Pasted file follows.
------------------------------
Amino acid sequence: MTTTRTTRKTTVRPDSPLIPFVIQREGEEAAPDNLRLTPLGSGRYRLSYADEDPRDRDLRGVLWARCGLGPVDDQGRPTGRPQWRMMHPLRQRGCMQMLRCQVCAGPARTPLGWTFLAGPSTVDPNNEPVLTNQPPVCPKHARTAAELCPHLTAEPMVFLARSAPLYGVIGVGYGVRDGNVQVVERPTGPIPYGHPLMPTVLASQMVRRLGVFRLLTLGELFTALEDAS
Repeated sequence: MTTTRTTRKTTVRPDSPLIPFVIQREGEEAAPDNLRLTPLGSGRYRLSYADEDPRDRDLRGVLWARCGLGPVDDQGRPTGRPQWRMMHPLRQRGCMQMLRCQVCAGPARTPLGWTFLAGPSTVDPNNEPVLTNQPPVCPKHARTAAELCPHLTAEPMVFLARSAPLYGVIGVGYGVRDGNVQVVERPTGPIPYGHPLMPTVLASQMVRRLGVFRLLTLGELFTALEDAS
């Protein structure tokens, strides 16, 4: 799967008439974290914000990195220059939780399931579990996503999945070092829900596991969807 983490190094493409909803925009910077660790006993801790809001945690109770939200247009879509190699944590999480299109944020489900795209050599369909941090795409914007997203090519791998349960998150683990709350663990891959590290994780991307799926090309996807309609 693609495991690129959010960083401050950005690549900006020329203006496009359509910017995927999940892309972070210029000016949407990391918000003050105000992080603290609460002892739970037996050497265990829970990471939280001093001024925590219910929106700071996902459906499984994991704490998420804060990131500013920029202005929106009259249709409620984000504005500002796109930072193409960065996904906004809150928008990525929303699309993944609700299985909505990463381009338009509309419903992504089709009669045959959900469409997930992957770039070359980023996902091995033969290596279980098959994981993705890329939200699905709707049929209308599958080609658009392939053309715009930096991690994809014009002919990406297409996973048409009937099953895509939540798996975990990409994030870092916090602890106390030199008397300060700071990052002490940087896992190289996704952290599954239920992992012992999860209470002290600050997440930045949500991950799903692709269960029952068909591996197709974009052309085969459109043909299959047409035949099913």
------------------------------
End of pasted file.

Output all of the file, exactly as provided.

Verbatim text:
Amino acid sequence: MTTTRTTRKTTVRPDSPLIPFVIQREGEEAAPDNLRLTPLGSGRYRLSYADEDPRDRDLRGVLWARCGLGPVDDQGRPTGRPQWRMMHPLRQRGCMQMLRCQVCAGPARTPLGWTFLAGPSTVDPNNEPVLTNQPPVCPKHARTAAELCPHLTAEPMVFLARSAPLYGVIGVGYGVRDGNVQVVERPTGPIPYGHPLMPTVLASQMVRRLGVFRLLTLGELFTALEDAS
Repeated sequence: MTTTRTTRKTTVRPDSPLIPFVIQREGEEAAPDNLRLTPLGSGRYRLSYADEDPRDRDLRGVLWARCGLGPVDDQGRPTGRPQWRMMHPLRQRGCMQMLRCQVCAGPARTPLGWTFLAGPSTVDPNNEPVLTNQPPVCPKHARTAAELCPHLTAEPMVFLARSAPLYGVIGVGYGVRDGNVQVVERPTGPIPYGHPLMPTVLASQMVRRLGVFRLLTLGELFTALEDAS
């Protein structure tokens, strides 16, 4: 799967008439974290914000990195220059939780399931579990996503999945070092829900596991969807 983490190094493409909803925009910077660790006993801790809001945690109770939200247009879509190699944590999480299109944020489900795209050599369909941090795409914007997203090519791998349960998150683990709350663990891959590290994780991307799926090309996807309609 693609495991690129959010960083401050950005690549900006020329203006496009359509910017995927999940892309972070210029000016949407990391918000003050105000992080603290609460002892739970037996050497265990829970990471939280001093001024925590219910929106700071996902459906499984994991704490998420804060990131500013920029202005929106009259249709409620984000504005500002796109930072193409960065996904906004809150928008990525929303699309993944609700299985909505990463381009338009509309419903992504089709009669045959959900469409997930992957770039070359980023996902091995033969290596279980098959994981993705890329939200699905709707049929209308599958080609658009392939053309715009930096991690994809014009002919990406297409996973048409009937099953895509939540798996975990990409994030870092916090602890106390030199008397300060700071990052002490940087896992190289996704952290599954239920992992012992999860209470002290600050997440930045949500991950799903692709269960029952068909591996197709974009052309085969459109043909299959047409035949099913």